“3 Things” is a weekly post of thoughts I am pondering, usually contrarian, with respect to the markets, economy or portfolio management. Comments and thoughts are always welcome via email, Twitter, and/or Facebook.
Biggest Rallies Occur In Bear Markets
As expected, the market was oversold enough going into last Friday to elicit a short-term reflexive bounce. Not surprisingly, it wasn’t long before the “bulls” jumped back in proclaiming the correction was over.
If it were only that simple.
First, as I have discussed in the past, market prices remain in a “trend” until something causes that trend to change. This can be most easily seen by looking at a chart of the S&P 500 as compared to its 400-day moving average.
As you will notice in the main body of the chart, during bull markets, prices tend to remain ABOVE the 400-dma (orange-dashed line). Conversely, during bear markets, prices tend to remain BELOW the 400-dma.
The one event in 2011, where all indicators suggested the market was transitioning back into a bear market, was offset by the Federal Reserve’s intervention of “Operation Twist” and eventually QE-3.
During cyclical bear markets, bounces from short-term oversold conditions tend to be extreme. Just recently Price Action Lab blog posted a very good piece on the commonality of short-term rebounds during market downtrends:
“The S&P 500 gained 3.63% in the last two trading sessions. About 75% of back-to-back gains of more than 3.62% have occurred along downtrends. Therefore, a case for a bottom cannot be based solely on performance.”
“It may be seen that 73.85% back-to-back gains of more than 3.62% have occurred along downtrends, i.e., this performance is common when markets are falling. The sample size consists of 195 back-to-back returns greater than 3.62%.
Therefore, strong rebounds along a downtrend cannot be used to support a potential bottom formation.”
After a rough start to the new year, it is not surprising that many are hoping the selling is over.
Maybe it is.
But history suggests that one should not get too excited over bounces as long as the downtrend remains intact.
I Bought It For The Dividend
One of the arguments for “buy and hold” investing has long been “dividends.” The argument goes this way:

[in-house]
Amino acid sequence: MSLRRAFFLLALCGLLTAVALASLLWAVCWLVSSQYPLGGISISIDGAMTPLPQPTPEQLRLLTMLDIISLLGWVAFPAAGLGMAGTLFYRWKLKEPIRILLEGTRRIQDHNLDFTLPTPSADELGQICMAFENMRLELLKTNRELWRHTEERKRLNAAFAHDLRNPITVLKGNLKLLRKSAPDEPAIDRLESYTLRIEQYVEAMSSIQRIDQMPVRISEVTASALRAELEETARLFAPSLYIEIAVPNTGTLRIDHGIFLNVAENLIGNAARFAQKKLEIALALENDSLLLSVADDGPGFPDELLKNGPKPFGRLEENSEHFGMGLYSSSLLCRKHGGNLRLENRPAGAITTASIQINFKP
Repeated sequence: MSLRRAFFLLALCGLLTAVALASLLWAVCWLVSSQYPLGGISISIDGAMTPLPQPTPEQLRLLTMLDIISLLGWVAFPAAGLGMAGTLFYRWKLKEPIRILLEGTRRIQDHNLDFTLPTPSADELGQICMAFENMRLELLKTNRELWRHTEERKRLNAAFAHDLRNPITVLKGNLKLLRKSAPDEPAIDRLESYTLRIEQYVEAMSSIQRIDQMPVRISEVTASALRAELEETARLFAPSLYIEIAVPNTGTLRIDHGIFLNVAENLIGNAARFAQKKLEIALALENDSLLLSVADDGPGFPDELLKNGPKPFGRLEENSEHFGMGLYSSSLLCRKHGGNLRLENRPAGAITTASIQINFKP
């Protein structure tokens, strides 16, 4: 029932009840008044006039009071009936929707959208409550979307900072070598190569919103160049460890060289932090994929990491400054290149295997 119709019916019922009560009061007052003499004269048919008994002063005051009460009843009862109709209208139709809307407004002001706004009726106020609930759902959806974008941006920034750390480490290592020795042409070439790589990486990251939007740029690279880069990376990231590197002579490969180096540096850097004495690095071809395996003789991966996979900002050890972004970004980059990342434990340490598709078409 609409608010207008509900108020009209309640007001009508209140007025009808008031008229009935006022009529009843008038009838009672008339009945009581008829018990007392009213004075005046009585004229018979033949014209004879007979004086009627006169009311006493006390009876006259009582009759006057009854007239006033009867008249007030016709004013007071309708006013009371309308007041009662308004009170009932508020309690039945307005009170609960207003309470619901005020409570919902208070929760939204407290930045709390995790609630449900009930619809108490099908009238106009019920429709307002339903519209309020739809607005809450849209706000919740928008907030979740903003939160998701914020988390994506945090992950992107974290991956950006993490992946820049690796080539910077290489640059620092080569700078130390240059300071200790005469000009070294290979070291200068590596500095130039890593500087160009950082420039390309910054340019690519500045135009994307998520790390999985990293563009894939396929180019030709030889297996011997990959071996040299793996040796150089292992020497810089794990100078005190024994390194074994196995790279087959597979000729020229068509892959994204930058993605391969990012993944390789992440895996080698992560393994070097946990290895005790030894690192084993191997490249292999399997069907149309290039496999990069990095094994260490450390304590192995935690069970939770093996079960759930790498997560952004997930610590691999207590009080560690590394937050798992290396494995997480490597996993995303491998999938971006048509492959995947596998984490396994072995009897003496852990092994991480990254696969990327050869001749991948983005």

“It really doesn’t matter to me what the price of the company is, I just collect the dividend.”
While this certainly sounds logical, in reality, it has often turned into a very poor strategy, particularly during recessionary contractions.
A recent example was Kinder Morgan (KMI). In late-2014, as I was recommending that individuals begin to exit the energy sector, Kinder Morgan was trading around $40/share. The argument then was even if the share price of the company fell, the owner of the shares still got paid a great dividend.
Fast forward today and the price of the company has fallen to recent lows of $15/share (equating to a 62.5% loss in value) and the dividend was cut by 80%.
Two things happened to the investor’s original thesis. The first, was that after he had lost 50% of his capital, the dividend was no longer nearly as important. Confidence in the company eroded and the individual panic sold his ownership into the decline. Secondly, when a company gets into financial trouble, the first thing they will do is cut the dividend. Now you have lost your money and the dividend.
But it is not just KMI that has cut dividends as of late. Many companies have been doing the same to shore up internal cash flows. As pointed out recently by Political Calculations:
“Speaking of which, the pace of dividend cuts in the first quarter of 2016 has continued to escalate. Through Friday, 12 February 2016, the number of dividend cuts has risen into the “red zone” of our cumulative count of dividend cuts by day of quarter chart.”
Importantly, while the media keeps rambling on that we are “nowhere” close to a recession, it is worth noting the following via NYT: